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N E X T

You Don't Say

October 15, 2008  

You're in line at a store when the cashier answers the phone, speaks in a snarky tone, rolls his eyes, hangs up and then comments on the caller's stupidity while ringing up your purchase.

Anyone would consider this an egregious example of poor customer service—black marks all around. But the Service Untitled blog argues that this behavior is just as bad if it happens without a single customer in sight. "I've always told companies to do their best to prevent employees from saying negative things about customers," it notes. "It doesn't give off the right vibe to other employees and it degrades a group of people that should be treated with the utmost respect." In other words: your customers.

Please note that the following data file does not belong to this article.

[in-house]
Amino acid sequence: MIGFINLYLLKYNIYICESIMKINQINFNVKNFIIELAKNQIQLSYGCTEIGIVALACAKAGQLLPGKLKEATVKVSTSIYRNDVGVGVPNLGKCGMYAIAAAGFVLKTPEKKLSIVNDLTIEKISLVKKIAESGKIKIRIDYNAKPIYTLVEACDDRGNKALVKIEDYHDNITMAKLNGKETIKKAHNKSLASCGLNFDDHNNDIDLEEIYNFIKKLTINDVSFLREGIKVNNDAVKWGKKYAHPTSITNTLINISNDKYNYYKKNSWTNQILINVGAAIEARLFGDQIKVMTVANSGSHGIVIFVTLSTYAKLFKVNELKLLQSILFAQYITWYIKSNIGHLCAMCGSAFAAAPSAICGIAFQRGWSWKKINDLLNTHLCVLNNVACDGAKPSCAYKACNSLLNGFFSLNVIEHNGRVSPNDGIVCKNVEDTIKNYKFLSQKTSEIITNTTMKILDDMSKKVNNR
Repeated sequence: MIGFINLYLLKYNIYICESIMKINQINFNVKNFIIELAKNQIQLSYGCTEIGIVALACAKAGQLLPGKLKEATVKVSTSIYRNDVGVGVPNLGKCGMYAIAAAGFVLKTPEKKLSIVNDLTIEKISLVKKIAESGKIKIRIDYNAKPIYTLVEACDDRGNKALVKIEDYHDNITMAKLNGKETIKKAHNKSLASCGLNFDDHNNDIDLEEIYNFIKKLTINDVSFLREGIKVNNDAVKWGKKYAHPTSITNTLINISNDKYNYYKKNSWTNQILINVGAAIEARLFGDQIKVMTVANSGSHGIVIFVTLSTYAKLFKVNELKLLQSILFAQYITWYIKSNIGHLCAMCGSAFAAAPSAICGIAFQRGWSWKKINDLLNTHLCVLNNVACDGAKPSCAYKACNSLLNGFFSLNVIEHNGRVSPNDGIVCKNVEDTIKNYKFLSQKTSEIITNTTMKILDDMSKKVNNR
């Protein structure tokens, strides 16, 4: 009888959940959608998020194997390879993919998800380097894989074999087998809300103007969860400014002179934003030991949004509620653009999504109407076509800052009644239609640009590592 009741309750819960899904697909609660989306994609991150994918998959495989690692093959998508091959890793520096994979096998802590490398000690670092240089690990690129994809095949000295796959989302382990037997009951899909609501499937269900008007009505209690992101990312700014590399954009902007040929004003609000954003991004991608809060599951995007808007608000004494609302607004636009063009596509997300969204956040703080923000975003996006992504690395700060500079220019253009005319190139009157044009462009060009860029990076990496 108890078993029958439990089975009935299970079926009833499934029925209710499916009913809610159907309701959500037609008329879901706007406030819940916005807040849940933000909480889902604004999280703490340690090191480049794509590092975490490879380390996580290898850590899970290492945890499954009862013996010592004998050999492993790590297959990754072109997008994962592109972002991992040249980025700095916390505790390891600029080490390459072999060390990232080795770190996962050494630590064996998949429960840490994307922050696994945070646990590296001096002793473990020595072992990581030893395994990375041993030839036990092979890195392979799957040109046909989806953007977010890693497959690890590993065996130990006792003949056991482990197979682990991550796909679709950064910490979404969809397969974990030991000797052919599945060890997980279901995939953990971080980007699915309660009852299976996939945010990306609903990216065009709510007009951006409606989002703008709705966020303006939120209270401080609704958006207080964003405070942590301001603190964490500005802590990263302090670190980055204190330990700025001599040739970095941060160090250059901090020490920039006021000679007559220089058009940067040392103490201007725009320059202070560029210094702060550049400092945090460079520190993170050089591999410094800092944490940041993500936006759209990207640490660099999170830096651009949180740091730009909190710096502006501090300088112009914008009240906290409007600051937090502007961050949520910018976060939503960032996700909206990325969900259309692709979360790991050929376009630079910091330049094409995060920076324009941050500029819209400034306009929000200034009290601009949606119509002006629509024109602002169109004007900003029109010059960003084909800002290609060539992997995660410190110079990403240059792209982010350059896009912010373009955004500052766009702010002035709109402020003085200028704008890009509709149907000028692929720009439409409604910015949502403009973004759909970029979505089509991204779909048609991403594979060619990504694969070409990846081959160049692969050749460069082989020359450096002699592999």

Allowing a culture of disrespect to flourish, even in private, will inevitably seep into the way your front-line employees interact with your customers. And if it becomes pervasive, a customer won't need to hear an actual comment to know how little your company thinks of her. She'll sense it.

The next time someone asks a stupid question or places an unreasonable demand on your customer-service department, think twice before mocking them as soon as they're out of earshot.


The Po!nt: "The rule of thumb is simple," says Service Untitled. "[I]f you wouldn't say it to the customer's face while standing next to your boss, then don't say it."

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